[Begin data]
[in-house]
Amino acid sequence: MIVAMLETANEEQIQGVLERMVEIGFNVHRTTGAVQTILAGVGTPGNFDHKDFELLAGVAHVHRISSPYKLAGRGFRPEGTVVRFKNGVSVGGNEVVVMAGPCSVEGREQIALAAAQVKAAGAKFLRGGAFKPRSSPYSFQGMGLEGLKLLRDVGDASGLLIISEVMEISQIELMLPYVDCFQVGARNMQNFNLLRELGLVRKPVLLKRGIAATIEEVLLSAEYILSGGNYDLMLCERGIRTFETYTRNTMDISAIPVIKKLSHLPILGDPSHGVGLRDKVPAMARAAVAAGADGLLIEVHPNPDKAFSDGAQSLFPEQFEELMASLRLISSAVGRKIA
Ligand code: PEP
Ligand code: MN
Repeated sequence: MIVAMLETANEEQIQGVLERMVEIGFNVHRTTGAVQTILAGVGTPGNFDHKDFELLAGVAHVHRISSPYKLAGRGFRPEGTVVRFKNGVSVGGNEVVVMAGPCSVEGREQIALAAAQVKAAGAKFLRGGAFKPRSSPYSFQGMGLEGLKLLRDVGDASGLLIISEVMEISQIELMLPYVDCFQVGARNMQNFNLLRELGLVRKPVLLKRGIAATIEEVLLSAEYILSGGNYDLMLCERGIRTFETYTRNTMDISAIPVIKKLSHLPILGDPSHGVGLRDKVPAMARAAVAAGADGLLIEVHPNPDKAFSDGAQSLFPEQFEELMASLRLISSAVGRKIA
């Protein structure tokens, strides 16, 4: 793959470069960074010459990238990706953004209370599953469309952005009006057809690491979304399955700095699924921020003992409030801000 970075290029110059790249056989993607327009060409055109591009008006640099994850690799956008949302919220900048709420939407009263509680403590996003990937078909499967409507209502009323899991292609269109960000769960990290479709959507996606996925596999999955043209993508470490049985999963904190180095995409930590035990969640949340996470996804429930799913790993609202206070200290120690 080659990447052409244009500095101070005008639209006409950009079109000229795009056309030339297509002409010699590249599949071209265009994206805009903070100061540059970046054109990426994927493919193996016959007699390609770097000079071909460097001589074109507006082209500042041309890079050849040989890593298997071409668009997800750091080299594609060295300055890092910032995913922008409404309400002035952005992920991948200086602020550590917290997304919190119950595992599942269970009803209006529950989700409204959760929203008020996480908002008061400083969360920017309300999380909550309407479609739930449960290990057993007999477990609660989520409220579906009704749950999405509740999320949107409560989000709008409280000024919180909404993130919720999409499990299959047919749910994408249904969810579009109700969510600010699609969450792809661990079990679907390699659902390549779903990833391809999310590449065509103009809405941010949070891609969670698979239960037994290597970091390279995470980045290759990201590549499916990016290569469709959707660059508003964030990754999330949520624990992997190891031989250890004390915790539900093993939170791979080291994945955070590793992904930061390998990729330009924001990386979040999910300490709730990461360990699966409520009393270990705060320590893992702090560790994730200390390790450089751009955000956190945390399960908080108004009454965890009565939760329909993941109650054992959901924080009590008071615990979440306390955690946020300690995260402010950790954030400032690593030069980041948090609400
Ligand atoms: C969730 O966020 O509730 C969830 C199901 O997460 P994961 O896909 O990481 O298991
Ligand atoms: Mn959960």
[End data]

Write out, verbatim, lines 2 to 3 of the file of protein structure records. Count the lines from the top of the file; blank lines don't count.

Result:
Amino acid sequence: MIVAMLETANEEQIQGVLERMVEIGFNVHRTTGAVQTILAGVGTPGNFDHKDFELLAGVAHVHRISSPYKLAGRGFRPEGTVVRFKNGVSVGGNEVVVMAGPCSVEGREQIALAAAQVKAAGAKFLRGGAFKPRSSPYSFQGMGLEGLKLLRDVGDASGLLIISEVMEISQIELMLPYVDCFQVGARNMQNFNLLRELGLVRKPVLLKRGIAATIEEVLLSAEYILSGGNYDLMLCERGIRTFETYTRNTMDISAIPVIKKLSHLPILGDPSHGVGLRDKVPAMARAAVAAGADGLLIEVHPNPDKAFSDGAQSLFPEQFEELMASLRLISSAVGRKIA
Ligand code: PEP